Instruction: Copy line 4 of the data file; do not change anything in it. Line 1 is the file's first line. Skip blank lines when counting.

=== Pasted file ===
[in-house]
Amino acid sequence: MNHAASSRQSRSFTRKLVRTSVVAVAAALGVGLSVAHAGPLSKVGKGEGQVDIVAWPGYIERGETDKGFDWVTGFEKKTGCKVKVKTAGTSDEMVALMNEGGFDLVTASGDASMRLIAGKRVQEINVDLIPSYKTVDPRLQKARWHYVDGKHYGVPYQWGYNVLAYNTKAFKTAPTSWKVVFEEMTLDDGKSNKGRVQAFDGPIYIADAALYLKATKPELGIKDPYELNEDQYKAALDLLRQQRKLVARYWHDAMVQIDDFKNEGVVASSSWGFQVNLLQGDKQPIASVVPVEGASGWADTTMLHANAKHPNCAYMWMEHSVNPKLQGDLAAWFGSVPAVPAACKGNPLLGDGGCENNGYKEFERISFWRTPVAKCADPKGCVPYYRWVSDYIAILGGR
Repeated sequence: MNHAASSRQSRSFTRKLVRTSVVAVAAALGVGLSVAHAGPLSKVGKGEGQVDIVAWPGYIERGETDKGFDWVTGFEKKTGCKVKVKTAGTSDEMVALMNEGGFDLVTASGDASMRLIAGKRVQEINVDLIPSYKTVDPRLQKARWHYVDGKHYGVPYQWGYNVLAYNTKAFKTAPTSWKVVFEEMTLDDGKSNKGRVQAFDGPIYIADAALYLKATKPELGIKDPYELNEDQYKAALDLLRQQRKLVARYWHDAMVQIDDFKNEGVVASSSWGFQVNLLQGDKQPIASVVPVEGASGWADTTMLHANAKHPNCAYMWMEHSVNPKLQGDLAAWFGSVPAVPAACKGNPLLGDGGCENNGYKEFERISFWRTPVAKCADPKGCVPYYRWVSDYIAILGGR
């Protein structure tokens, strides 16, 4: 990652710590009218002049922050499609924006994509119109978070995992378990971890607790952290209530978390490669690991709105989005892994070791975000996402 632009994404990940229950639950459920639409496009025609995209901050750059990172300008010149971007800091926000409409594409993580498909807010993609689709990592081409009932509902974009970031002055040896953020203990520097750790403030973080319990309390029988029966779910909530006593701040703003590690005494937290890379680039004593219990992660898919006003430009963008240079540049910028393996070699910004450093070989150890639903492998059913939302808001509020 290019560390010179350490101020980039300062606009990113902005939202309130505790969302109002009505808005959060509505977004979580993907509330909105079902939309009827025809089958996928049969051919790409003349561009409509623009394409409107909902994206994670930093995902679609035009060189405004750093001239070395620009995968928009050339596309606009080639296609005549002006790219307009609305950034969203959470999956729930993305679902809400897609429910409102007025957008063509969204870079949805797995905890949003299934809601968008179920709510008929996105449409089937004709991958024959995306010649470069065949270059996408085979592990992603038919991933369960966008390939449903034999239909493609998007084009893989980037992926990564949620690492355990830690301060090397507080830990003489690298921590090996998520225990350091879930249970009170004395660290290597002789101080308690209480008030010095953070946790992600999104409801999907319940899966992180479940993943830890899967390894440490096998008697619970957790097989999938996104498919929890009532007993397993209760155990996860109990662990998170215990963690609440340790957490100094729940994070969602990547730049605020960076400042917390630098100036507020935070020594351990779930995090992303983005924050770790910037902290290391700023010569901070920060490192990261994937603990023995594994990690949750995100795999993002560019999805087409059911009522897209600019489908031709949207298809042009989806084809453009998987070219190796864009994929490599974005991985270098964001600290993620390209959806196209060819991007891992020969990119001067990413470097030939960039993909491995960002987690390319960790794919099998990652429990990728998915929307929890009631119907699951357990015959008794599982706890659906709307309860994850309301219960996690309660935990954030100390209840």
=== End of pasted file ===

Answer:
């Protein structure tokens, strides 16, 4: 990652710590009218002049922050499609924006994509119109978070995992378990971890607790952290209530978390490669690991709105989005892994070791975000996402 632009994404990940229950639950459920639409496009025609995209901050750059990172300008010149971007800091926000409409594409993580498909807010993609689709990592081409009932509902974009970031002055040896953020203990520097750790403030973080319990309390029988029966779910909530006593701040703003590690005494937290890379680039004593219990992660898919006003430009963008240079540049910028393996070699910004450093070989150890639903492998059913939302808001509020 290019560390010179350490101020980039300062606009990113902005939202309130505790969302109002009505808005959060509505977004979580993907509330909105079902939309009827025809089958996928049969051919790409003349561009409509623009394409409107909902994206994670930093995902679609035009060189405004750093001239070395620009995968928009050339596309606009080639296609005549002006790219307009609305950034969203959470999956729930993305679902809400897609429910409102007025957008063509969204870079949805797995905890949003299934809601968008179920709510008929996105449409089937004709991958024959995306010649470069065949270059996408085979592990992603038919991933369960966008390939449903034999239909493609998007084009893989980037992926990564949620690492355990830690301060090397507080830990003489690298921590090996998520225990350091879930249970009170004395660290290597002789101080308690209480008030010095953070946790992600999104409801999907319940899966992180479940993943830890899967390894440490096998008697619970957790097989999938996104498919929890009532007993397993209760155990996860109990662990998170215990963690609440340790957490100094729940994070969602990547730049605020960076400042917390630098100036507020935070020594351990779930995090992303983005924050770790910037902290290391700023010569901070920060490192990261994937603990023995594994990690949750995100795999993002560019999805087409059911009522897209600019489908031709949207298809042009989806084809453009998987070219190796864009994929490599974005991985270098964001600290993620390209959806196209060819991007891992020969990119001067990413470097030939960039993909491995960002987690390319960790794919099998990652429990990728998915929307929890009631119907699951357990015959008794599982706890659906709307309860994850309301219960996690309660935990954030100390209840």